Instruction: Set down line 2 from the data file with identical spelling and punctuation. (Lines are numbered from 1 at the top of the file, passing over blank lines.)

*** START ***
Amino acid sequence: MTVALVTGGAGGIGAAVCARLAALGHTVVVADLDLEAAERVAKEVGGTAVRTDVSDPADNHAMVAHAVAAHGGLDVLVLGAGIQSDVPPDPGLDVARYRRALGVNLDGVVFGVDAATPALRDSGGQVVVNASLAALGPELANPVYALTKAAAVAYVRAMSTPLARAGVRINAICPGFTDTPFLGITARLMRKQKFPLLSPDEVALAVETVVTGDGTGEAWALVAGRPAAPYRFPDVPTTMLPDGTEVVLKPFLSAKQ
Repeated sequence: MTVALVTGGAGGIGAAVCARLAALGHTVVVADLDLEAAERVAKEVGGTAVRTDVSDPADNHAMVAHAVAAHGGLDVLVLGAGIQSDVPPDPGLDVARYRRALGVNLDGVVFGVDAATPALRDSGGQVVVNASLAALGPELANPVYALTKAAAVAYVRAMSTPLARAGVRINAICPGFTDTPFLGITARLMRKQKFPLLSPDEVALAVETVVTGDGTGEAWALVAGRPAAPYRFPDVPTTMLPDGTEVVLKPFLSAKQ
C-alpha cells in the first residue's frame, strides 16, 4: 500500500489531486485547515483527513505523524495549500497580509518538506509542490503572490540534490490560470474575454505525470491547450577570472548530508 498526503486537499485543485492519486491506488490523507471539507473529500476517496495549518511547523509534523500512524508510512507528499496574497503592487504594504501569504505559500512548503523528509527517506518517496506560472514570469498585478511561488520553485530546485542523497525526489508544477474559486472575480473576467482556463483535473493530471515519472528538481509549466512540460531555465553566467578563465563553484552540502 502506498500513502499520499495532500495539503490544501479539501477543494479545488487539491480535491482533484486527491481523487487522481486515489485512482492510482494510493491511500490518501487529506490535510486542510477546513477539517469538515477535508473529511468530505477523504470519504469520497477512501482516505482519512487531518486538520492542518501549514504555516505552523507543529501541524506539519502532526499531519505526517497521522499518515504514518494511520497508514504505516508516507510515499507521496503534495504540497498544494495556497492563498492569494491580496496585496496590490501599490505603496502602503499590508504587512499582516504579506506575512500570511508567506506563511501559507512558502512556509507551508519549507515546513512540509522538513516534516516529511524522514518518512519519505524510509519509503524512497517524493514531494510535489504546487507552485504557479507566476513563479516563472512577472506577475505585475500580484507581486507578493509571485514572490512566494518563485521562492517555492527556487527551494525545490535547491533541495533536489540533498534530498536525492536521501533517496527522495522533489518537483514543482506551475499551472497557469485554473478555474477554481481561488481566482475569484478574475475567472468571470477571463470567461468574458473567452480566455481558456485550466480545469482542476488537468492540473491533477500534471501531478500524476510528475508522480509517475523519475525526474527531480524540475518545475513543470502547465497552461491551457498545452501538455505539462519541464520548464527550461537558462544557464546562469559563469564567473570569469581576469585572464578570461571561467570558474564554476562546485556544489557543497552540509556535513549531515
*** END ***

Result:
Repeated sequence: MTVALVTGGAGGIGAAVCARLAALGHTVVVADLDLEAAERVAKEVGGTAVRTDVSDPADNHAMVAHAVAAHGGLDVLVLGAGIQSDVPPDPGLDVARYRRALGVNLDGVVFGVDAATPALRDSGGQVVVNASLAALGPELANPVYALTKAAAVAYVRAMSTPLARAGVRINAICPGFTDTPFLGITARLMRKQKFPLLSPDEVALAVETVVTGDGTGEAWALVAGRPAAPYRFPDVPTTMLPDGTEVVLKPFLSAKQ